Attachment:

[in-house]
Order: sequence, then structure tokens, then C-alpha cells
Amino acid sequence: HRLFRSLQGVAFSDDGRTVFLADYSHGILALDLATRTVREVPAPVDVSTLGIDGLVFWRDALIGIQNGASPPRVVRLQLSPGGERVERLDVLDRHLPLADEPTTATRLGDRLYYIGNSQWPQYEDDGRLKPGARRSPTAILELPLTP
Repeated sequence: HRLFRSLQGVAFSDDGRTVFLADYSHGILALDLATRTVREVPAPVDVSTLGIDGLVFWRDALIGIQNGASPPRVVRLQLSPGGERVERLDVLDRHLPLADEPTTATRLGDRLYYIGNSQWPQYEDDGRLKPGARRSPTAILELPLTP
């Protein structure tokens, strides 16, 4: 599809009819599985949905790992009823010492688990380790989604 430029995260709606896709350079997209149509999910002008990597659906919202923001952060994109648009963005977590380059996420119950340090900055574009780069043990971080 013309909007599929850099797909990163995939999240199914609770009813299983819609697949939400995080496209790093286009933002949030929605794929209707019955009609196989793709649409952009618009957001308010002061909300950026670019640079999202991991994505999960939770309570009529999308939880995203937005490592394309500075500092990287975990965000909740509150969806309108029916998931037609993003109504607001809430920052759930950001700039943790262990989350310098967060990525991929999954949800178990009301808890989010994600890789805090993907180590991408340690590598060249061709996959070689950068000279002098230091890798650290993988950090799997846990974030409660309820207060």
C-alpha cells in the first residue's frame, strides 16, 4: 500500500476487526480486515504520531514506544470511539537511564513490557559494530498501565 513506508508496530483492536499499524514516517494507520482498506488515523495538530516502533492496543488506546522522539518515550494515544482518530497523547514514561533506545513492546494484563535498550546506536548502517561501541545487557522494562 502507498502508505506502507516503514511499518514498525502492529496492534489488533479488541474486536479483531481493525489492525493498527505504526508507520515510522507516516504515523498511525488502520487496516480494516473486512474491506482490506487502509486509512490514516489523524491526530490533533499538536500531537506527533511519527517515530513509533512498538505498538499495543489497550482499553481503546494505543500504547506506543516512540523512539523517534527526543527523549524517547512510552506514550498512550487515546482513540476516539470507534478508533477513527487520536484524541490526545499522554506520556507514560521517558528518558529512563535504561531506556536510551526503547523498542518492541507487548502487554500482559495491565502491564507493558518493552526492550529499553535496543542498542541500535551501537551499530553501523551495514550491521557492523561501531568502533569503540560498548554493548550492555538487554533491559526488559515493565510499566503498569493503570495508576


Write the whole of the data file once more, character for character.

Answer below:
[in-house]
Order: sequence, then structure tokens, then C-alpha cells
Amino acid sequence: HRLFRSLQGVAFSDDGRTVFLADYSHGILALDLATRTVREVPAPVDVSTLGIDGLVFWRDALIGIQNGASPPRVVRLQLSPGGERVERLDVLDRHLPLADEPTTATRLGDRLYYIGNSQWPQYEDDGRLKPGARRSPTAILELPLTP
Repeated sequence: HRLFRSLQGVAFSDDGRTVFLADYSHGILALDLATRTVREVPAPVDVSTLGIDGLVFWRDALIGIQNGASPPRVVRLQLSPGGERVERLDVLDRHLPLADEPTTATRLGDRLYYIGNSQWPQYEDDGRLKPGARRSPTAILELPLTP
């Protein structure tokens, strides 16, 4: 599809009819599985949905790992009823010492688990380790989604 430029995260709606896709350079997209149509999910002008990597659906919202923001952060994109648009963005977590380059996420119950340090900055574009780069043990971080 013309909007599929850099797909990163995939999240199914609770009813299983819609697949939400995080496209790093286009933002949030929605794929209707019955009609196989793709649409952009618009957001308010002061909300950026670019640079999202991991994505999960939770309570009529999308939880995203937005490592394309500075500092990287975990965000909740509150969806309108029916998931037609993003109504607001809430920052759930950001700039943790262990989350310098967060990525991929999954949800178990009301808890989010994600890789805090993907180590991408340690590598060249061709996959070689950068000279002098230091890798650290993988950090799997846990974030409660309820207060």
C-alpha cells in the first residue's frame, strides 16, 4: 500500500476487526480486515504520531514506544470511539537511564513490557559494530498501565 513506508508496530483492536499499524514516517494507520482498506488515523495538530516502533492496543488506546522522539518515550494515544482518530497523547514514561533506545513492546494484563535498550546506536548502517561501541545487557522494562 502507498502508505506502507516503514511499518514498525502492529496492534489488533479488541474486536479483531481493525489492525493498527505504526508507520515510522507516516504515523498511525488502520487496516480494516473486512474491506482490506487502509486509512490514516489523524491526530490533533499538536500531537506527533511519527517515530513509533512498538505498538499495543489497550482499553481503546494505543500504547506506543516512540523512539523517534527526543527523549524517547512510552506514550498512550487515546482513540476516539470507534478508533477513527487520536484524541490526545499522554506520556507514560521517558528518558529512563535504561531506556536510551526503547523498542518492541507487548502487554500482559495491565502491564507493558518493552526492550529499553535496543542498542541500535551501537551499530553501523551495514550491521557492523561501531568502533569503540560498548554493548550492555538487554533491559526488559515493565510499566503498569493503570495508576